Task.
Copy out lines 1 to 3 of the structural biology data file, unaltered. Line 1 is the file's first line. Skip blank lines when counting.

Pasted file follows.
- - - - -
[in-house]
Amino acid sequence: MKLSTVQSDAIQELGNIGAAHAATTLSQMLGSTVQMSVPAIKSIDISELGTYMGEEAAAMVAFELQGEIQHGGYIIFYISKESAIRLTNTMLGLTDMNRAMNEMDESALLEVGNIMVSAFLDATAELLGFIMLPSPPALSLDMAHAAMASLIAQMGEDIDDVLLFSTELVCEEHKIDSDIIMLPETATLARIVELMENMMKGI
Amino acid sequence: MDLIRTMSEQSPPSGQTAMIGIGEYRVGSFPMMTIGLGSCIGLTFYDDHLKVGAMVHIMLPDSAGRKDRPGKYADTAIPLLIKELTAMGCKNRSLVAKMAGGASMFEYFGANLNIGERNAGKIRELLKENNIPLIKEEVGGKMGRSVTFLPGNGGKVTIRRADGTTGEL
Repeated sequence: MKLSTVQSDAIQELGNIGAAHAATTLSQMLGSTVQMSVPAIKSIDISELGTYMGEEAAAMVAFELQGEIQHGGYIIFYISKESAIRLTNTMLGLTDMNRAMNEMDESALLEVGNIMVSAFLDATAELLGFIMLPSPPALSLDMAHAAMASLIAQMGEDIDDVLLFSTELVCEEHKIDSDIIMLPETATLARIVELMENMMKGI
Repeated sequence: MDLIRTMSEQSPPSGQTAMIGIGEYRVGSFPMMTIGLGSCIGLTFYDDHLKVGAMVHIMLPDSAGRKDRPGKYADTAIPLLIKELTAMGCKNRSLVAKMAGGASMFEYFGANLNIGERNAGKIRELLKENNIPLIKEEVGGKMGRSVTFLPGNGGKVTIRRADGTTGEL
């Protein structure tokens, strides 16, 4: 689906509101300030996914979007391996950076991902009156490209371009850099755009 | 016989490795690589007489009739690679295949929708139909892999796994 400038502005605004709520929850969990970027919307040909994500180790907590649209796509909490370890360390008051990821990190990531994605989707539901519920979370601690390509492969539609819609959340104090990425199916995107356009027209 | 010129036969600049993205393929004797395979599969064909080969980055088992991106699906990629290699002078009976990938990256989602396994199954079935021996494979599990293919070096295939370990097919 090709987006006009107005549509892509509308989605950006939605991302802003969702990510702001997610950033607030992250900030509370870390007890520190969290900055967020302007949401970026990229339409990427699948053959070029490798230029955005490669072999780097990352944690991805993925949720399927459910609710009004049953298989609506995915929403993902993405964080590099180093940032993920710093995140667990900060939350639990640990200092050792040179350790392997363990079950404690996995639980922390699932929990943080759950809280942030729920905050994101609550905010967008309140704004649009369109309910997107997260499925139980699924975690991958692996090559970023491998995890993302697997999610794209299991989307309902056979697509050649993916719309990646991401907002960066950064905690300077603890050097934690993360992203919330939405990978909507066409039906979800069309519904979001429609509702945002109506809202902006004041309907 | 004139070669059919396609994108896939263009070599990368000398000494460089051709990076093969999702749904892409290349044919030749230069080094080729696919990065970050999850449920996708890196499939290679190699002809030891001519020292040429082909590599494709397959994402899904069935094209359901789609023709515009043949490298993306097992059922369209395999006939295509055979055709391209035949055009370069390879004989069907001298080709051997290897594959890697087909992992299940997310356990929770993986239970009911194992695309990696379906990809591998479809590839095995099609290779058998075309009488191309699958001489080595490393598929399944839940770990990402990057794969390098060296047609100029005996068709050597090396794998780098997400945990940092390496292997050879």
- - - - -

[in-house]
Amino acid sequence: MKLSTVQSDAIQELGNIGAAHAATTLSQMLGSTVQMSVPAIKSIDISELGTYMGEEAAAMVAFELQGEIQHGGYIIFYISKESAIRLTNTMLGLTDMNRAMNEMDESALLEVGNIMVSAFLDATAELLGFIMLPSPPALSLDMAHAAMASLIAQMGEDIDDVLLFSTELVCEEHKIDSDIIMLPETATLARIVELMENMMKGI
Amino acid sequence: MDLIRTMSEQSPPSGQTAMIGIGEYRVGSFPMMTIGLGSCIGLTFYDDHLKVGAMVHIMLPDSAGRKDRPGKYADTAIPLLIKELTAMGCKNRSLVAKMAGGASMFEYFGANLNIGERNAGKIRELLKENNIPLIKEEVGGKMGRSVTFLPGNGGKVTIRRADGTTGEL